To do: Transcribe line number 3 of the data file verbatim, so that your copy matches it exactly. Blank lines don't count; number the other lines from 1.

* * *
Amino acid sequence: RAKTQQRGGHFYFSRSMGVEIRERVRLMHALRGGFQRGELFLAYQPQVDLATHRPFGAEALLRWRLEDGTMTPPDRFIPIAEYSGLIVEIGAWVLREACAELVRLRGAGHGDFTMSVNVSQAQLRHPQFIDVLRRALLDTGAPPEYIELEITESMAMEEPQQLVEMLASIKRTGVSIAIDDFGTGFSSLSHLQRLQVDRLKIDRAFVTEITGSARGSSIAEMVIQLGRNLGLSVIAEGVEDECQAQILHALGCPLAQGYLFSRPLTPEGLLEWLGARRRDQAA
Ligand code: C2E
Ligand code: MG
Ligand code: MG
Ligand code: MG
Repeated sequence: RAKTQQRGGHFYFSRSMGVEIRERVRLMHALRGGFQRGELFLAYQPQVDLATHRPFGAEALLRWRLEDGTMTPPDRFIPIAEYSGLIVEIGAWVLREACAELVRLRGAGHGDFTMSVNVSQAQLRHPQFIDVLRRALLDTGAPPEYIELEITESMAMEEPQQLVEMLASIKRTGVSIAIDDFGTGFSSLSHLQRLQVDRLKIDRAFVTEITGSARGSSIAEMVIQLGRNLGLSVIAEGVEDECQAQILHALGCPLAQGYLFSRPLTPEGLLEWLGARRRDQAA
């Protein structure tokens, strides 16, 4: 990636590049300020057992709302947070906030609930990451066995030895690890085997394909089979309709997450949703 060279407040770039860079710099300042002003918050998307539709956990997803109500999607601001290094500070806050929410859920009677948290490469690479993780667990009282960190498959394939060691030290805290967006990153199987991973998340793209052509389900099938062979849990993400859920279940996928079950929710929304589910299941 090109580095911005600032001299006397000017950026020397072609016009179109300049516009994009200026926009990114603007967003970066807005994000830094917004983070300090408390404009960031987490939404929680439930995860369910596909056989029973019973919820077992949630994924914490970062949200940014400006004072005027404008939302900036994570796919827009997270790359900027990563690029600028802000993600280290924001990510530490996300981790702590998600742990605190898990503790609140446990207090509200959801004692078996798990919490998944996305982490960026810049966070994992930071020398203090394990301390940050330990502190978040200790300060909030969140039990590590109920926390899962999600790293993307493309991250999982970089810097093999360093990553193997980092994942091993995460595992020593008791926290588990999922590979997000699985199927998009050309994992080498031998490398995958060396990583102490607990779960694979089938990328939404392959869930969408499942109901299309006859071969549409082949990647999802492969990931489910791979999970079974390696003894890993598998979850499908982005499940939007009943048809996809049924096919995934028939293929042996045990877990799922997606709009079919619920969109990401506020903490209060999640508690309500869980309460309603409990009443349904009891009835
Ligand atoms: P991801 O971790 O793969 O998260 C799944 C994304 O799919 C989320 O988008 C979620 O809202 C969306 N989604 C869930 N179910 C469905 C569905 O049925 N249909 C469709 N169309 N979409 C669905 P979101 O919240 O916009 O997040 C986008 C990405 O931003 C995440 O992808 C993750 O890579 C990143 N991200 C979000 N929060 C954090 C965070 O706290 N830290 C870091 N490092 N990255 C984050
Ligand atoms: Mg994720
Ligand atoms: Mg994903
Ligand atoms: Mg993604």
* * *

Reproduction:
Ligand code: MG